Design-Based Research
© pexels
  • About

    Design-Based Research (DBR) has already become a fixed branch of research in many areas in recent years. In the context of foreign language education, there are already individual projects based on DBR principles, but there is a lack of a systematic methodological discourse. The symposium organized by the Chair of English Language Education aims to provide an impetus for a DBR network in foreign language research. Through the involvement of a pioneer and proven expert in the field of design-based research (Prof. Dr. Susan McKenney), as well as the various perspectives of stakeholders from practice (Michael Rogge, Janine Bruns) and research (Larena Schäfer, Svenja Haberland, Dr. Philipp Siepmann and Jens-Folkert Folkerts), discussions are initiated that systematically reflect the opportunities and challenges of design-based research in foreign language education. In this way, institutional framework conditions for DBR projects will be determined as well as the foundations for embedding DBR in different phases of teacher education. The main goal of this symposium is to establish a work group that further assesses research standards and a thorough knowledge basis that needed to conduct DBR in foreign language education. Therefore, the workgroup is supposed to coordinate and delineate forms of providing access to the gained results. On the one hand, findings should be presented at (international) conferences and on the other hand a publication which outlines DBR methodology in foreign language education should be prepared.

    Aims of the symposium:

    • To encourage transfer of knowledge between research and practice to outline conditions for successful DBR projects.
    • To discuss the challenges and opportunities of design-based research in foreign language education
    • To determine institutional framework conditions for a systematic implemenatation in foreign language educational research and foreign language teacher education
  • Programme

    © ELE


  • Keynote Speaker and Guiding Expert: Prof. Dr. Susan McKenney

    Design-Based Research in Foreign Language Education

    Educational design research is a genre of study in which the iterative development of solutions to practical and complex educational problems provides the setting for scientific inquiry. The solutions can be educational products, processes, programs or policies. Educational design research not only targets solving significant problems facing educational practitioners, but at the same time it seeks to discover new knowledge that can inform the work of others facing similar problems. Working systematically and simultaneously toward these dual goals is perhaps the most defining feature of educational design research. The process typically ensues in multiple iterations of analysis and exploration; design and construction; and evaluation and reflection. When structured well, insights from each phase are valuable in their own right, and also contribute to the overall goals of the study. This presentation seeks to clarify the nature of educational design research by considering its origins, elaborating its characteristics, and sharing a detailed example related to foreign language education.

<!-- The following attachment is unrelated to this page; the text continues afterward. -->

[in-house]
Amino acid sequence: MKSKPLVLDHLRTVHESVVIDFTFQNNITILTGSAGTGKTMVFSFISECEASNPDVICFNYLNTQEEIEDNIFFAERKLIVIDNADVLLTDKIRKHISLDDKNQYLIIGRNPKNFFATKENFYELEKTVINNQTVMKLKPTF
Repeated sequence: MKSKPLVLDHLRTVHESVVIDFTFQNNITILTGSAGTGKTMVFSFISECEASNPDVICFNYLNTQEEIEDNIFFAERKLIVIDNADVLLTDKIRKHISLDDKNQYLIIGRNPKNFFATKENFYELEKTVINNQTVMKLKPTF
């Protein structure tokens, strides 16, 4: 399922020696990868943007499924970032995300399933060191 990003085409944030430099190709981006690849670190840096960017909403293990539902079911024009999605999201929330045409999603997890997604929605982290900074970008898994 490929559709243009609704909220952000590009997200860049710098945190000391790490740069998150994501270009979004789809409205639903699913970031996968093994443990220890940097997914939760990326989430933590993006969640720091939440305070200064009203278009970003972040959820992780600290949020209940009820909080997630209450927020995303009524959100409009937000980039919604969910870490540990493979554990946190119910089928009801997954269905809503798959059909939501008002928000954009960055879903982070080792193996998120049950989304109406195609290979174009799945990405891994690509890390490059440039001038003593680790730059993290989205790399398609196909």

Susan McKenney is professor of teacher professionalisation, school development and educational technology at ELAN, the Department of Teacher Professional Development within the Faculty of Behavioural and Management Sciences at Twente University. She is also the programme director of Twente’s Educational Science and Technology master’s programme, and of Pro-U, the in-service education programme for teachers. Her research

    focuses on understanding and facilitating the interplay between curriculum development and teacher professional development, and often emphasises the supportive role of technology in these processes. As such, she also studies synergetic research-practice interactions. Since educational design research lends itself to such synergies, her writing and teaching often provide ideas about how to conduct this exciting form of inquiry. Her book, Conducting Educational Design Research (co-authored with Tom Reeves), is now in its 2nd edition.


  • Jens-Folkert Folkerts

    Getting Started in DBR

    For a very good reason, McKenney and Reeves (2019) highlight the relevance and importance of the phase of analysis and exploration in their generic model for educational design research. This initial phase of a design-based research project poses several challenges for the researcher. For example, being aware of one’s roles during research is a prerequisite for good scientific practice (Caspari 2016, 368). When choosing a design-based research approach, the different roles of the researcher and practitioners involved (as described in McKenney and Brand-Gruwel 2018) are often set in an area of conflict. On the one hand, there is a long and persistent tradition that tells a story of the practitioner who is the only one who knows “how it’s done”, being immune to new findings. On the other hand, almost everybody is familiar with the tale of the researcher living in an ivory tower unaware of the real world that surrounds him/her. As DBR aims at bridging this gap between theory and practice (Bakker 2019), the researcher is thrown into the middle of this (exaggerated) long lasting irrational battle. Being aware of this is especially relevant in the initial stages of the research process that lay the foundation for a functional cooperation with practitioners. Reflecting on challenges, risks, and opportunities of experiences during the phase of analysis and exploration, this contribution seeks to discuss and shed light on questions that are relevant for all those who think about starting a DBR-project or who seek new alliances with practitioners.

    Works cited

    Bakker A. (2019): Design Research in Education. A Practical Guide for Early Career Researchers. Routledge, New York and London.

    Caspari D. (2016): Wechselspiele zwischen Theorie und Praxis. In: Caspari D., Klippel F., Legutke M., Schramm K. (eds): Forschungsmethoden in der Fremdsprachendidaktik. Ein Handbuch. Narr, Tübingen, 365-369.

    McKenney S, Reeves T. C. (2019): Conducting Educational Design Research. Second Edition. Routledge, London and New York.

    McKenney S., Brand-Gruwel S. (2018): Roles and Competencies of Educational Design Researchers: One Framework and Seven Guidelines. In: Spector M., Lockee B., Childress M. (eds) Learning, Design, and Technology. Springer, Cham.

  • Svenja Haberland

    Integrating Multilingual Didactics into University Teacher Training in Romance Languages - Design and Empirical Testing of a Theory-Based Intervention According to Principles of Design-Based Research